by Dan Mitchell
In an interview with an economic organization from India last month, I discussed many of the economic issues associated with coronavirus (fiscal fallout, excess regulation, subsidized unemployment, etc).
But I want to highlight this short clip since I had an opportunity to explain how the “New Deal” made the Great Depression deeper and longer.
For newcomers to this issue, “New Deal” is the term used to describe the various policies to expand the size and scope of the federal government adopted by President Franklin Delano Roosevelt (a.k.a., FDR) during the 1930s.
And I’ve previously cited many experts to show that his policies undermined prosperity. Indeed, one of my main complaints is that he doubled down on many of the bad policiesadopted by his predecessor, Herbert Hoover.
Let’s revisit the issue today by seeing what some other scholars have written about the New Deal. Let’s start with some analysis from Robert Higgs, a highly regarded economic historian.
…as many observers claimed at the time, the New Deal did prolong the depression. …FDR and Congress, especially during the congressional sessions of 1933 and 1935, embraced interventionist policies on a wide front. With its bewildering, incoherent mass of new expenditures, taxes, subsidies, regulations, and direct government participation in productive activities, the New Deal created so much confusion, fear, uncertainty, and hostility among businessmen and investors that private investment, and hence overall private economic activity, never recovered enough to restore the high levels of production and employment enjoyed in the 1920s. …the American economy between 1930 and 1940 failed to add anything to its capital stock: net private investment for that eleven-year period totaled minus $3.1 billion. Without capital accumulation, no economy can grow. …If demagoguery were a powerful means of creating prosperity, then FDR might have lifted the country out of the depression in short order. But in 1939, ten years after its onset and six years after the commencement of the New Deal, 9.5 million persons, or 17.2 percent of the labor force, remained officially unemployed.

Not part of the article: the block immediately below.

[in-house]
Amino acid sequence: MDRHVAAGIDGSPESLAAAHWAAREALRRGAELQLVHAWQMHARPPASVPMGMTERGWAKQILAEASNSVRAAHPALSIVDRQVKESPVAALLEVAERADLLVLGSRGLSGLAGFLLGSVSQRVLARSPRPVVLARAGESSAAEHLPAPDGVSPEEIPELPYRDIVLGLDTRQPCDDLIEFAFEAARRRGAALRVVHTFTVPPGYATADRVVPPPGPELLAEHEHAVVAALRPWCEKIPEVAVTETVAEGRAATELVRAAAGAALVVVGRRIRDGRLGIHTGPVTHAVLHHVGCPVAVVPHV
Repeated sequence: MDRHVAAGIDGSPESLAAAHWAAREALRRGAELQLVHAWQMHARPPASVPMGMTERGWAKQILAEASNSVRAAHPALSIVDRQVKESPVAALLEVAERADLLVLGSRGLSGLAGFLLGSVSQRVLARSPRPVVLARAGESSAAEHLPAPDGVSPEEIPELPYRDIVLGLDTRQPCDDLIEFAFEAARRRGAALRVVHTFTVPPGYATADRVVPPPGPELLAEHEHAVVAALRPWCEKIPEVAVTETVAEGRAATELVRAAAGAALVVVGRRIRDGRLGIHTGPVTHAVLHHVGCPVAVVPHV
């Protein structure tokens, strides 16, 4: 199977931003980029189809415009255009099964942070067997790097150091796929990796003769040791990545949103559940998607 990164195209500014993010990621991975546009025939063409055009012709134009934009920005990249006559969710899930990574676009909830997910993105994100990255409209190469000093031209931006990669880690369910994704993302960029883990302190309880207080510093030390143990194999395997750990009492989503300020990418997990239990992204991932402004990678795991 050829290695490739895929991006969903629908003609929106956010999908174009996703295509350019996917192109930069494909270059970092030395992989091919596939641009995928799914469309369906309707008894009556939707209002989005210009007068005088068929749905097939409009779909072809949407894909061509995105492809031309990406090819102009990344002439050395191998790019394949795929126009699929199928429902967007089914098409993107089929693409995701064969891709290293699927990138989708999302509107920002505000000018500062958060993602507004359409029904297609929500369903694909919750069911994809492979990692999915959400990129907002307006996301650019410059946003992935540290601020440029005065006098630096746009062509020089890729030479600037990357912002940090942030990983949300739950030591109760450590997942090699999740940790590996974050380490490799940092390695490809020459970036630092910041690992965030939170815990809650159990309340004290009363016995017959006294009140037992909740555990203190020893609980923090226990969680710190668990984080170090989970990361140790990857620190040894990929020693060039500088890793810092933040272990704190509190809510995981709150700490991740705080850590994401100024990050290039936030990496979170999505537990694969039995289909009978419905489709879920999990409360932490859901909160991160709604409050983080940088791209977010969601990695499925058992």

Writing for the American Institute for Economic Research, Professor Vincent Geloso also finds that FDR’s New Deal hurt rather than helped.
…let us state clearly what is at stake: did the New Deal halt the slump or did it prolong the Great Depression? …The issue that macroeconomists tend to consider is whether the rebound was fast enough to return to the trendline. …The…figure below shows the observed GDP per capita between 1929 and 1939 expressed as the ratio of what GDP per capita would have been like had it continued at the trend of growth between 1865 and 1929. On that graph, a ratio of 1 implies that actual GDP is equal to what the trend line predicts. …As can be seen, by 1939, the United States was nowhere near the trendline. …Most of the economic historians who have written on the topic agree that the recovery was weak by all standards and paled in comparison with what was observed elsewhere. …there is also a wide level of agreement that other policies lengthened the depression. The one to receive the most flak from economic historians is the National Industrial Recovery Act (NIRA). …In essence, it constituted a piece of legislation that encouraged cartelization. By definition, this would reduce output and increase prices. As such, it is often accused of having delayed recovery. …other sets of policies (such as the Agricultural Adjustment Act, the National Labor Relations Act and the National Industrial Recovery Act)…were very probably counterproductive.